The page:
It takes one of our bravest warriors to admit that bravery may indeed be foolhardy. Ever since he 1997, when Wests coach Tom Raudonikis had his Magpies team carrying logs up Chilis Hill in Leumeah, Hodgson hasn’t shirked work or danger.

But the game he will leave this year or next has changed.

“I’ve never felt that I’ve been unjustly treated in terms of being looked after,” he stresses. “ You see kickers being protected and yet we stand at the back and are able to be absolutely poleaxed as soon as the ball touches our arms.

“(But) there’s nothing wrong in my eyes. Whether you’re 120 kg or 70 kilos, you’re playing a contact sport and you’re going to get hit.”

While most of his fellow Super League players are in uproar about the death of the shoulder charge, Hodgson thinks it’s the right move. He’s never been afraid to swim against the tide.

While Wests and Balmain players lined up to sign with the new joint venture in 2000, Hodgson took less to link up with Parramatta.

“It was a little bit of a loyalty thing with Tommy,” he recalls. “As players, we were told that the job option was still open and Tommy was telling us that he was a good chance of getting it.

“And I got a phone call from someone at Balmain saying that’s not an option, ‘I’ve got the job and Tommy hasn’t’ (Wayne Pearce was the first coach of the club).”

Wests Tigers finally got their man in 2004. A year later, they won the premiership – before the team disintegrated.

Hodgson says now: “There’s no doubt that Scotty Prince, losing him, was big for the club because it was nothing to do with finances – he just wanted to get back to Queensland.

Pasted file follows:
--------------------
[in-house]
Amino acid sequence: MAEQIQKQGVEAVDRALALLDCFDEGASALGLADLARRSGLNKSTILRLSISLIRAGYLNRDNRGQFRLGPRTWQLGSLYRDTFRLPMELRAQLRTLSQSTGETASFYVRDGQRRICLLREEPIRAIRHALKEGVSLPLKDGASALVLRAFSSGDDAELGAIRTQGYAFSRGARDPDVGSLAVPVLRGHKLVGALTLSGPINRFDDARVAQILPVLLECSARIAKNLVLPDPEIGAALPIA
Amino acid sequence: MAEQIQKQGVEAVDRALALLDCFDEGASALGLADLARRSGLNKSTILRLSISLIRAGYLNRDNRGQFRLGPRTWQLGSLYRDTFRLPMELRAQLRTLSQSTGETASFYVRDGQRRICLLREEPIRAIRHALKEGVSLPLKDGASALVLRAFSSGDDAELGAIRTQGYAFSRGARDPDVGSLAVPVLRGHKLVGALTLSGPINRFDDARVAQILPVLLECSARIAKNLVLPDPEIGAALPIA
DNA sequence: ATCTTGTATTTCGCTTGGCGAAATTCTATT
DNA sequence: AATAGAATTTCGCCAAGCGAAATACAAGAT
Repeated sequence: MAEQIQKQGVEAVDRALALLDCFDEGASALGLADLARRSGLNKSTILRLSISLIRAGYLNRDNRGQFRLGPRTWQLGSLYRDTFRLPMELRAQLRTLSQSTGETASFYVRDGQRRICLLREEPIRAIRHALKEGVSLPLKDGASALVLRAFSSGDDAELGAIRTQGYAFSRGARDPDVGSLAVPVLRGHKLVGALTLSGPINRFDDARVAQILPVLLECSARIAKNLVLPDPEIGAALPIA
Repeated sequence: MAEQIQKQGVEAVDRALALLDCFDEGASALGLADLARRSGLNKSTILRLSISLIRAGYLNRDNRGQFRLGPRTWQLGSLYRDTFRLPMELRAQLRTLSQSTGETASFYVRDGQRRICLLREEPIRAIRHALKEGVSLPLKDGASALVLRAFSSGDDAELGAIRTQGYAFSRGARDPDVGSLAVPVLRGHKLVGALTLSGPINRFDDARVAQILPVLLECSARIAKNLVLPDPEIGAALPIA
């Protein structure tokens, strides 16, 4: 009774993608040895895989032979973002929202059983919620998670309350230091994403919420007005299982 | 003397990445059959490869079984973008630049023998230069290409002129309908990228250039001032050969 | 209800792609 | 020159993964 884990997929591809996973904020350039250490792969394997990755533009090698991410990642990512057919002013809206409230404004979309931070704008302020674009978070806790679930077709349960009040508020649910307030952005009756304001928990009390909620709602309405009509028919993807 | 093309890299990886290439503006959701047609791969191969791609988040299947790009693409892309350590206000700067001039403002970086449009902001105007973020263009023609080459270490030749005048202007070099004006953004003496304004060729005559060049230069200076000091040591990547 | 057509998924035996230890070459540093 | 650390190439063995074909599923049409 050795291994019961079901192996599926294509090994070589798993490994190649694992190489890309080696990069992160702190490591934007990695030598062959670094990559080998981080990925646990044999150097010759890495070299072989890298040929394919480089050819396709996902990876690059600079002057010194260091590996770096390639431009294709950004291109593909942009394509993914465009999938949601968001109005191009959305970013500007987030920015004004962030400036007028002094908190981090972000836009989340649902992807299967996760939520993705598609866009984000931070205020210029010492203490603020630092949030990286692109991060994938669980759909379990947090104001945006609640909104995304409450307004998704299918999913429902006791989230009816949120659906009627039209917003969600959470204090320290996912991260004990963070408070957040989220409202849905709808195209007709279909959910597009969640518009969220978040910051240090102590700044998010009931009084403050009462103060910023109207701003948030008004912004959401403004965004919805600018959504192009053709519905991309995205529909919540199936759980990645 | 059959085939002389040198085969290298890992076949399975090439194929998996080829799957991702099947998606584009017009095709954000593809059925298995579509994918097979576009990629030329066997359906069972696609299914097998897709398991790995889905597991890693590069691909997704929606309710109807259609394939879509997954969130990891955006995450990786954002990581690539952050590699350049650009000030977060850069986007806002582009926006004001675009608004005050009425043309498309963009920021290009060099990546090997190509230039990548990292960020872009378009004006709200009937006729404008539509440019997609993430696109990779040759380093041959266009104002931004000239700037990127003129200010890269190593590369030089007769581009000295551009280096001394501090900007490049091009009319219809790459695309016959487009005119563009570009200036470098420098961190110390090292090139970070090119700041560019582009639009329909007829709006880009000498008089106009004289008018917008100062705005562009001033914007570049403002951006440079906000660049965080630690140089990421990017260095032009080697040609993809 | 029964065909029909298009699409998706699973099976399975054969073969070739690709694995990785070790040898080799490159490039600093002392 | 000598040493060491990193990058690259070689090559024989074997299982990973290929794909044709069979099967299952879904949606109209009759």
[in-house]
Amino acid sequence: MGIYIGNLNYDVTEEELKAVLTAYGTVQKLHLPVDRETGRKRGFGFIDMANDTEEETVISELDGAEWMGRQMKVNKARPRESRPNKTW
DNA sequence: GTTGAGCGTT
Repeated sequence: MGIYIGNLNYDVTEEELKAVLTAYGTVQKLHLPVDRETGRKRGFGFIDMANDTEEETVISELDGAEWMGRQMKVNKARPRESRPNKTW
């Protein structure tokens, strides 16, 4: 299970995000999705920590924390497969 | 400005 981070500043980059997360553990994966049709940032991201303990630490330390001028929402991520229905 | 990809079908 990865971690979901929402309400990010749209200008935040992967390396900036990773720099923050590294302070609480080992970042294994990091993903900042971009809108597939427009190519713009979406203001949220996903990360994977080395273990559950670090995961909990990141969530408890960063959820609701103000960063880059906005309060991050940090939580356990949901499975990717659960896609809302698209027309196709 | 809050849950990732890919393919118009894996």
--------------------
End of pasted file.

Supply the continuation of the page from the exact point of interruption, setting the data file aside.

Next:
“That then put more pressure on (Robbie) Farah, Benji (Marshall) and myself as playmakers.”

He says Wests Tigers made a decision to cut him after an injury –affected 2007 and there wasn’t much interest from other NRL clubs, bar one other which he won’t name.

“I’ve missed the boat on everything,” he chuckles. “Super League was before I made my debut – I got an ARL loyalty payment back then – and then I came over here when the pound dropped and the NRL salary cap’s gone up!”

The move to England has brought a Man of Steel Award in 2009, repeated Dream Team selections and success at Wembley. It is not supposed to end until the conclusion of next season but he reveals: “even at the end of this, I’ll see how the body’s holding up, how I’m playing and whether the club still sees fit that next year’s a playing (season).”

He and his family are deeply involved in village life in Yorkshire but Hodgson wants to return home and coach when his boots have been placed on the hook for the last time.